Quinoa's Price Problem Hits Hungry

Given the whole grain's rising popularity, poorer communities are no longer able to afford the staple

Photo Sasabune Omakase Modified: Flickr/erin/CC 4.0

Photo Sasabune Omakase Modified: Flickr/erin/CC 4.0

Last week, the UN officially named 2013 the year of quinoa, and while the health benefits of the whole grain are laudable, the Guardian points out that quinoa's popularity does have some downsides.

Noting the price increase in quinoa, Joanna Blythman writes that an ethical dilemma enters the picture when discussing quinoa. As prices increase, and as growers export their product, locals in quinoa-producing areas are no longer able to afford their once-staple grain.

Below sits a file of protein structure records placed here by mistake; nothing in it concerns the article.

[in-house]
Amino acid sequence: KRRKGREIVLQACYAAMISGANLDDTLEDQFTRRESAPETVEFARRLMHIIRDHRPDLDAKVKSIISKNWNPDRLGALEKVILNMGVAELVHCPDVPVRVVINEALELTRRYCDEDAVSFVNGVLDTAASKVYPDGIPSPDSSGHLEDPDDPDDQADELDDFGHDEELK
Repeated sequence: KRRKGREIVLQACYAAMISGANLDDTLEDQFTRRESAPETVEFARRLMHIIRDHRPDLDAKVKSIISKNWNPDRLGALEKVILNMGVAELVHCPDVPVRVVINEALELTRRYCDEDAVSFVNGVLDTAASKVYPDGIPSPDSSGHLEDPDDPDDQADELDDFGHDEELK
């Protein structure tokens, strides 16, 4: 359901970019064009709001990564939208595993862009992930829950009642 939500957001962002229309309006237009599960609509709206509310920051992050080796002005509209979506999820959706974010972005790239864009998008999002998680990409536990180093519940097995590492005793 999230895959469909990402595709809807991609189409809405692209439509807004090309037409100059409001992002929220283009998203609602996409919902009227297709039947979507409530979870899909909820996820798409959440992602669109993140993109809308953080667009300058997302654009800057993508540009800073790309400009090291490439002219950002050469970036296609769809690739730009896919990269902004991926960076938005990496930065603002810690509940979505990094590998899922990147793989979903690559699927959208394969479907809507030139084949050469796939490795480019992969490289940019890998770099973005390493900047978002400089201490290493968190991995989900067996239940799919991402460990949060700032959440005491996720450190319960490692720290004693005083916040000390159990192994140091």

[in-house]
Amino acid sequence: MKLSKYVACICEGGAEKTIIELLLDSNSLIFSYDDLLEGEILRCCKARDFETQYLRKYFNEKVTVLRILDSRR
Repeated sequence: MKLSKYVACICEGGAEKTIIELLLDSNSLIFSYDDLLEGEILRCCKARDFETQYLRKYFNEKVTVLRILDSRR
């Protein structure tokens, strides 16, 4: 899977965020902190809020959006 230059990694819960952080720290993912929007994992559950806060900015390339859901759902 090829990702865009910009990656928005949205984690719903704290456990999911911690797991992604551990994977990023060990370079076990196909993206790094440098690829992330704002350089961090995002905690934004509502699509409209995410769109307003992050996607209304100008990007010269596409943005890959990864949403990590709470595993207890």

The price of the "miracle grain of the Andes" has tripled since 2006, meaning poorer communities at risk of starvation in Peru and Bolivia must find their nutrition elsewhere. In Lima, for example, the price of quinoa is higher than chicken.

"It's beginning to look like a cautionary tale of how a focus on exporting premium foods can damage the producer country's food security," Blythman writes. In another example, the increase in Peruvian asparagus production has also taken up much of the water resources locals depended on.

Luckily, the UN is looking to increase quinoa production elsewhere, increasing supply and potentially lowering costs. How a price decrease will hit the farmers, however, has yet to be shown.

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